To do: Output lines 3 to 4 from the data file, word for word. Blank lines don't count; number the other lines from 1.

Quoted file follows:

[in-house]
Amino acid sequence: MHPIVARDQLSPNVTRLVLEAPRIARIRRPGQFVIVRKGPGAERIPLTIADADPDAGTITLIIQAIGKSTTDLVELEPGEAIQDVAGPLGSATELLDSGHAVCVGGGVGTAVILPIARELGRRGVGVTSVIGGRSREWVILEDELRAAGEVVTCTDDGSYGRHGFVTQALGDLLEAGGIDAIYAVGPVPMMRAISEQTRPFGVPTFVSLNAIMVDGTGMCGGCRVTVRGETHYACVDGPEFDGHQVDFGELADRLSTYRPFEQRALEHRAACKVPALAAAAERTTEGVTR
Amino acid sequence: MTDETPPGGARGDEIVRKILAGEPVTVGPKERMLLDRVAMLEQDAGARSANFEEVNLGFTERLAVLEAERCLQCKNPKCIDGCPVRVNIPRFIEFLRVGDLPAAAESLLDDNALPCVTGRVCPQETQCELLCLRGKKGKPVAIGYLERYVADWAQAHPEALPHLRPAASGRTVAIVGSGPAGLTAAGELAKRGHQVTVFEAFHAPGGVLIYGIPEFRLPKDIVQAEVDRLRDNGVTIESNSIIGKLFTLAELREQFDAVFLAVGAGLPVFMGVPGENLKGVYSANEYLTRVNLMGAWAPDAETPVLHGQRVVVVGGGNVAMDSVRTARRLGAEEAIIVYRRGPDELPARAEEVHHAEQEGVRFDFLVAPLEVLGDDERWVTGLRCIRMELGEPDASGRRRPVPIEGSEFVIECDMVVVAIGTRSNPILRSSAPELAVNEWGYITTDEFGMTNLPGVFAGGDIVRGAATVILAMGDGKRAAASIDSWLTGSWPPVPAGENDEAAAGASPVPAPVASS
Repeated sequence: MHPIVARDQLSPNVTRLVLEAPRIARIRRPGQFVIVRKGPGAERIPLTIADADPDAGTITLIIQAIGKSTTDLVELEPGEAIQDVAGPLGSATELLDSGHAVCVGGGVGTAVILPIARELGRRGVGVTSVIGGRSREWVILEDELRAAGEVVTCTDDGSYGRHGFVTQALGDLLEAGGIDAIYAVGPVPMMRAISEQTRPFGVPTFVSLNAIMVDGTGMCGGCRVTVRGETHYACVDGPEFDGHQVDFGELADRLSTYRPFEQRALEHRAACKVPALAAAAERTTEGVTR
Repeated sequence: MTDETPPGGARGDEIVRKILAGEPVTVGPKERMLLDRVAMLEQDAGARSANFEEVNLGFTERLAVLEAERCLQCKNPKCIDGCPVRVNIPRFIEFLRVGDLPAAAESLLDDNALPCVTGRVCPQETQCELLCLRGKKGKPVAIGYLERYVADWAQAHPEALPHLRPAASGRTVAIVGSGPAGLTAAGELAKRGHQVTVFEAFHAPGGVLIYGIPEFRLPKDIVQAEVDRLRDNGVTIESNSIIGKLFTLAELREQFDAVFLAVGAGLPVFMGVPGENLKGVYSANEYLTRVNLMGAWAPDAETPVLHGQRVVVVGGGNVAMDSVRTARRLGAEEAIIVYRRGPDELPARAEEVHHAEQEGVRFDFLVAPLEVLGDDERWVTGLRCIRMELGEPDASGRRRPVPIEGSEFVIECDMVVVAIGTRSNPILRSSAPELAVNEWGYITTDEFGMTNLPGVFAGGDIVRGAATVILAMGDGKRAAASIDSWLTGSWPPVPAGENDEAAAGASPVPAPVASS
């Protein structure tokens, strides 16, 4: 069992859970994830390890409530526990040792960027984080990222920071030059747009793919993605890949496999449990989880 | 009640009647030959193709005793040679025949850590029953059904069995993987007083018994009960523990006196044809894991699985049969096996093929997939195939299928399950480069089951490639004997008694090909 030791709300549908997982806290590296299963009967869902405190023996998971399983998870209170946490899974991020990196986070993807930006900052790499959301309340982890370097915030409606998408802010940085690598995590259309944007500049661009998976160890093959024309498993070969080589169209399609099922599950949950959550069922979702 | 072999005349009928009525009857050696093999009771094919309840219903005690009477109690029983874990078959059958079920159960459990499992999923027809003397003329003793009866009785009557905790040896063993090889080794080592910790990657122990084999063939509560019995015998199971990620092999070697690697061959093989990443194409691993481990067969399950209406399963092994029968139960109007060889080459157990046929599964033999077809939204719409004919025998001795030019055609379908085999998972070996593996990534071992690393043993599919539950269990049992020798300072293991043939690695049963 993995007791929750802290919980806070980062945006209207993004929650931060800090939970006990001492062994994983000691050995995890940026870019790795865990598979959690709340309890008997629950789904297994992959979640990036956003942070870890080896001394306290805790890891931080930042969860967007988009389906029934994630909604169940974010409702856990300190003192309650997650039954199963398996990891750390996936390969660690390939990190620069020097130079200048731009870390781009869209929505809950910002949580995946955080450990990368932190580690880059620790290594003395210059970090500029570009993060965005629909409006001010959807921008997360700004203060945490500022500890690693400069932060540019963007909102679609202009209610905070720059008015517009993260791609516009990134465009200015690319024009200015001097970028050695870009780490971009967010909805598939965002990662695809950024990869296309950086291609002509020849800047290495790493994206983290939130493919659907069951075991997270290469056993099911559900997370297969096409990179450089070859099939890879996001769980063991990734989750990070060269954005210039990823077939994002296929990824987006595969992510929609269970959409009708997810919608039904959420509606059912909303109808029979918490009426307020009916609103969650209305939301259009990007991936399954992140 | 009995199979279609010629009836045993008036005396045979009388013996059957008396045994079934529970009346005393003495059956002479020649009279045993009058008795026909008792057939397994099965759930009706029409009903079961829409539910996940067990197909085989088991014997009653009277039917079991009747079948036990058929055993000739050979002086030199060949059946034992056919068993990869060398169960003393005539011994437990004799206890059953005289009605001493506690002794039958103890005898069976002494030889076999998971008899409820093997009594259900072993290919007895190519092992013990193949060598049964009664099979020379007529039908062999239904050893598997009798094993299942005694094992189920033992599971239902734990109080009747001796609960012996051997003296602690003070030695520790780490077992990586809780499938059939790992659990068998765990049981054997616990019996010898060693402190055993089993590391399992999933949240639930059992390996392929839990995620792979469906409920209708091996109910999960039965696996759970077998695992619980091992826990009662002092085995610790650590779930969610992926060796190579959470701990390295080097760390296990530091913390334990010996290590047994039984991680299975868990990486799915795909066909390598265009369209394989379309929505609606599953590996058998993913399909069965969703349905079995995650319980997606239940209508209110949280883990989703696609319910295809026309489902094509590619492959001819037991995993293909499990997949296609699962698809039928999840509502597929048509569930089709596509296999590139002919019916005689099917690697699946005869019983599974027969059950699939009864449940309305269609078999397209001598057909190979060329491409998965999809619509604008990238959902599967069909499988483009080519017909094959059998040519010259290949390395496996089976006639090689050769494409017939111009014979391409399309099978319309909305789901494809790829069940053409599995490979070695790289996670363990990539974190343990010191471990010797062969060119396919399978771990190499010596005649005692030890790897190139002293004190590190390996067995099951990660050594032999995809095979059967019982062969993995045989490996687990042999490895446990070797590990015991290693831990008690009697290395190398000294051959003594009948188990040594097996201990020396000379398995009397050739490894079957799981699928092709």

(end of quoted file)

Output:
Amino acid sequence: MTDETPPGGARGDEIVRKILAGEPVTVGPKERMLLDRVAMLEQDAGARSANFEEVNLGFTERLAVLEAERCLQCKNPKCIDGCPVRVNIPRFIEFLRVGDLPAAAESLLDDNALPCVTGRVCPQETQCELLCLRGKKGKPVAIGYLERYVADWAQAHPEALPHLRPAASGRTVAIVGSGPAGLTAAGELAKRGHQVTVFEAFHAPGGVLIYGIPEFRLPKDIVQAEVDRLRDNGVTIESNSIIGKLFTLAELREQFDAVFLAVGAGLPVFMGVPGENLKGVYSANEYLTRVNLMGAWAPDAETPVLHGQRVVVVGGGNVAMDSVRTARRLGAEEAIIVYRRGPDELPARAEEVHHAEQEGVRFDFLVAPLEVLGDDERWVTGLRCIRMELGEPDASGRRRPVPIEGSEFVIECDMVVVAIGTRSNPILRSSAPELAVNEWGYITTDEFGMTNLPGVFAGGDIVRGAATVILAMGDGKRAAASIDSWLTGSWPPVPAGENDEAAAGASPVPAPVASS
Repeated sequence: MHPIVARDQLSPNVTRLVLEAPRIARIRRPGQFVIVRKGPGAERIPLTIADADPDAGTITLIIQAIGKSTTDLVELEPGEAIQDVAGPLGSATELLDSGHAVCVGGGVGTAVILPIARELGRRGVGVTSVIGGRSREWVILEDELRAAGEVVTCTDDGSYGRHGFVTQALGDLLEAGGIDAIYAVGPVPMMRAISEQTRPFGVPTFVSLNAIMVDGTGMCGGCRVTVRGETHYACVDGPEFDGHQVDFGELADRLSTYRPFEQRALEHRAACKVPALAAAAERTTEGVTR